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February 1, 2016 BOOKLIST
Find more Top 10 New Series Nonfiction
Whether students need assignment support or simply enjoy nonfiction, the 10 series acknowledged here, all first published and reviewed in Booklist during the past 12 months, can be recommended without reservation for their handling of documentation, balance, clarity, and visual interest, as appropriate to their target audience.
American Indian Contributions to the World (Facts On File)
Gr. 7–10. Though the black-and-white interiors of these books may not instantly grab readers, the crucial yet often underemphasized topics tackled within—touching upon the accomplishments and cultural practices of Native American peoples—distinguish this comprehensive series.
Art for Kids (Sterling/Lark)
Gr. 5–8. How-to books for young artists are always in demand, and this thoughtfully presented series will inspire with clear, attractive examples and lucid instructions. Though currently addressing only drawing and cartooning, the series will soon expand to cover additional topics.
Children in Crisis (World Almanac Library)
Gr. 6–9. Abstract explanations rarely make as powerful an impact as true personal accounts, and the ones featured here—focusing on children whose experiences illuminate key issues such as child labor and the AIDS crisis—will leave readers with awareness heightened and activist impulses on alert.
Early Bird Energy (Lerner)
Gr. 3–5. Sally M. Walker, author of this year’s Sibert Award book, Secrets of a Civil War Submarine (2005), concisely explains concepts such as electricity, light, sound, and magnetism in these appealing square books, each bolstered by colorful photos and numerous projects.
Expansion of America (Rourke)
Gr. 4–6. Manifest destiny is hardly unexplored territory in middle-grade nonfiction, but this thoughtfully designed series presents topics such as the railroad, the Oregon Trail, and the California gold rush in a particularly thorough, visually arresting manner.
Social Issues Firsthand (Gale/Greenhaven)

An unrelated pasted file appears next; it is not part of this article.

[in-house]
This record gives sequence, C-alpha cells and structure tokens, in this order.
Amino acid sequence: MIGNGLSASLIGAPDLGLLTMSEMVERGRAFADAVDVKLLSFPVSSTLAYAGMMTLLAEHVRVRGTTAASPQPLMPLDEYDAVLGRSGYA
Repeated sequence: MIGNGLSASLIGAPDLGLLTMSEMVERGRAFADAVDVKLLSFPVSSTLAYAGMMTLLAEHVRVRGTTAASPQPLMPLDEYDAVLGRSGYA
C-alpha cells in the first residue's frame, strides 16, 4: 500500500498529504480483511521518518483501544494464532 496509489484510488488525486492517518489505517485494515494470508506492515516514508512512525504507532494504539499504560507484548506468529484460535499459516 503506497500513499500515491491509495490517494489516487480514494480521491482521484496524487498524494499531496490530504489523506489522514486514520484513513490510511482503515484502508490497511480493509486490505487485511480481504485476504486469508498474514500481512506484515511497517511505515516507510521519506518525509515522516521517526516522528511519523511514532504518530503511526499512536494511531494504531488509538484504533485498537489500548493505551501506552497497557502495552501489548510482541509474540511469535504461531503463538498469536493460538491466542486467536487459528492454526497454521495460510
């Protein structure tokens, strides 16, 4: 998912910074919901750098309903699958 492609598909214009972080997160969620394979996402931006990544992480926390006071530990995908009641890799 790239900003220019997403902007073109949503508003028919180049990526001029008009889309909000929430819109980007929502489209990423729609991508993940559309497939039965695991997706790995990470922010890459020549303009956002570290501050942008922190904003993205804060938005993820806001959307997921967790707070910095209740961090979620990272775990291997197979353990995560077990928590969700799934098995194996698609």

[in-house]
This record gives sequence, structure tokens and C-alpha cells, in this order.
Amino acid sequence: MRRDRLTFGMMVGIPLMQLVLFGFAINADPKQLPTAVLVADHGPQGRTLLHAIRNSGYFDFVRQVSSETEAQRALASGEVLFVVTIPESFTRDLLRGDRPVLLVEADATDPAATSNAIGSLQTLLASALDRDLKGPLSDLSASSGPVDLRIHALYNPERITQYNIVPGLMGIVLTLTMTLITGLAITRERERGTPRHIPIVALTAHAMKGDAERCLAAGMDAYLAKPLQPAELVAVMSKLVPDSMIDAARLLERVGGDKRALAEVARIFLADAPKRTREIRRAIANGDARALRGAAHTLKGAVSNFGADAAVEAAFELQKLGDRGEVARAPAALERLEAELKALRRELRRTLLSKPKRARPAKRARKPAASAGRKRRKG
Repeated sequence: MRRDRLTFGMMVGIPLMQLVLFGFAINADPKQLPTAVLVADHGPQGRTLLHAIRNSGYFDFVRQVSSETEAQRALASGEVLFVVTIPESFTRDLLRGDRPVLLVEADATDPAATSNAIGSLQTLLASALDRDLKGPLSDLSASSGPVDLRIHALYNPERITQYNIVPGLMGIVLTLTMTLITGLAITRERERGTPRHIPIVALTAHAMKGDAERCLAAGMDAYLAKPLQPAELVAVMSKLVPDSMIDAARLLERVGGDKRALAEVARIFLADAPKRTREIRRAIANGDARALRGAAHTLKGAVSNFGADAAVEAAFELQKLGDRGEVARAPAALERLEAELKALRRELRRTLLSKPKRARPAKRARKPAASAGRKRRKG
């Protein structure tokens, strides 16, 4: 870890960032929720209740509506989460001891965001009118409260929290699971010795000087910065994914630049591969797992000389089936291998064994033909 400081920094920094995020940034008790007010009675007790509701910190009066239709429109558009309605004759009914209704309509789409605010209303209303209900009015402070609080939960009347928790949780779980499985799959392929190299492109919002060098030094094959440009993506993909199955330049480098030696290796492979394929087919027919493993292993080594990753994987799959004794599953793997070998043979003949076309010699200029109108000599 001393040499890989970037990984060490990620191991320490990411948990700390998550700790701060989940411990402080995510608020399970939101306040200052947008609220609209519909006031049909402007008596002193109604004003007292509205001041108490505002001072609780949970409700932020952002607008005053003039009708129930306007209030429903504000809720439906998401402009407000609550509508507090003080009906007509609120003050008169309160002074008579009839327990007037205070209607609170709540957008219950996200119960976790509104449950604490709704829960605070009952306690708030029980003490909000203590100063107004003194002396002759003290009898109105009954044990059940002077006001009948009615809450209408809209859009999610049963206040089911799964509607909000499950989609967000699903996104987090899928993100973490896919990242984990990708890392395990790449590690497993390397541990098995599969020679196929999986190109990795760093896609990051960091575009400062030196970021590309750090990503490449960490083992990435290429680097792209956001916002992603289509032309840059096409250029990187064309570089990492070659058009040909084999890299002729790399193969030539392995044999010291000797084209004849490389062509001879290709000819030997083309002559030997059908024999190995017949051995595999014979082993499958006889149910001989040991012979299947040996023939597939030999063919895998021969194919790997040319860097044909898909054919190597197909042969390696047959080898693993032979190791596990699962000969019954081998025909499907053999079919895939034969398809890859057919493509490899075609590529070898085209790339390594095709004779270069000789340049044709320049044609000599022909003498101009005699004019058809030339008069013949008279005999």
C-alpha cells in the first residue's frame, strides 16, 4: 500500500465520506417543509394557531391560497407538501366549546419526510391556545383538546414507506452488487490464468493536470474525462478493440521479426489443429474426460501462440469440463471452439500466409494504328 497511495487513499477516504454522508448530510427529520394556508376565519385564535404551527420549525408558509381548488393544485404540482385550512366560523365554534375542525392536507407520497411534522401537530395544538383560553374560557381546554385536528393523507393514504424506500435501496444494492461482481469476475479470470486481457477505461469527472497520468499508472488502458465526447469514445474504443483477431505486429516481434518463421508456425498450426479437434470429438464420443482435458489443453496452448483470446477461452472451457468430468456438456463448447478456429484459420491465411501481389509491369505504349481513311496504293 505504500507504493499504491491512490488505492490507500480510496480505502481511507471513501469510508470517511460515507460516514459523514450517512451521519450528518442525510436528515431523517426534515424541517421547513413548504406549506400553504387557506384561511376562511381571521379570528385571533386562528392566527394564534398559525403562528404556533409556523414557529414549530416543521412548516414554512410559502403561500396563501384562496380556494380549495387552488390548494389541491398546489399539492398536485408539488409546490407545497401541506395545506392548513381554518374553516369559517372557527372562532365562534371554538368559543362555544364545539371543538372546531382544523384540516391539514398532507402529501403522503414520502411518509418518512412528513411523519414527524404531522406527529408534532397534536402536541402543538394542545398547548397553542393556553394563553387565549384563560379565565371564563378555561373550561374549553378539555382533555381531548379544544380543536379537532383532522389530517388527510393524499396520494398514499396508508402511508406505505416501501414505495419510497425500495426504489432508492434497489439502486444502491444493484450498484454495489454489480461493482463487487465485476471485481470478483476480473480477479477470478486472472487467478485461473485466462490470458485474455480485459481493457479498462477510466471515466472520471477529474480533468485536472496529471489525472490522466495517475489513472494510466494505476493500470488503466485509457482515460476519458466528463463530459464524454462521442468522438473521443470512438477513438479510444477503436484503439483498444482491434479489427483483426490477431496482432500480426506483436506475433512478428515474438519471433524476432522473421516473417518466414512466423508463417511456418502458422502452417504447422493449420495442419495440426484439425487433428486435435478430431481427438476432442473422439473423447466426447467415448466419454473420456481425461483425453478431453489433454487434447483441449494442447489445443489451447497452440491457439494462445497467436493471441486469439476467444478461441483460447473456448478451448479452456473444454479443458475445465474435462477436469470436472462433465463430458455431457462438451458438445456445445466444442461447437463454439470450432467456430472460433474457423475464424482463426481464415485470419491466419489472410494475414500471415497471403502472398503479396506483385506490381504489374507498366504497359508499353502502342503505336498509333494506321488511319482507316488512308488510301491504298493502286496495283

Gr. 8–11. Hot-button issues such as gay rights, immigration, terrorism, and poverty are brought close for older readers, with each topic given 360-degree attention in personal, often poignant narratives drawn straight from the trenches.
Teen Finance (Omnigraphics)
Gr. 9–12. Surrounded by tempting things to buy, teens may require a little help dealing sensibly with increased fiscal independence; this series offers practical guidance and real-life examples in a narrative pitched directly to its audience.
Where’s the Science Here? (Millbrook)
Gr. 3–5. Vicki Cobb’s reputation for snappy hands-on science writing for children will only be enhanced by this series, in which a lively narrative and generous color photos demystify the science behind quirky topics—junk food, sneakers—and suggest low-tech activities to reinforce the facts.
World History Biographies (National Geographic)
Gr. 4–7. Striking jackets and an ample assortment of archival images will be the initial draw here, but the concise, spirited narratives will soon pull readers into the stories about Gandhi, Hatshepsut, Alexander the Great and other intriguing historical figures.
World in Ancient Times (Oxford University Press)
Gr. 7–10. Written by historians in tandem with authors specializing in YA nonfiction, these well-designed volumes have greater flair than most series targeting this audience; full-color photos illustrate throughout, and the dense but lively narratives are peppered with colorful anecdotes.
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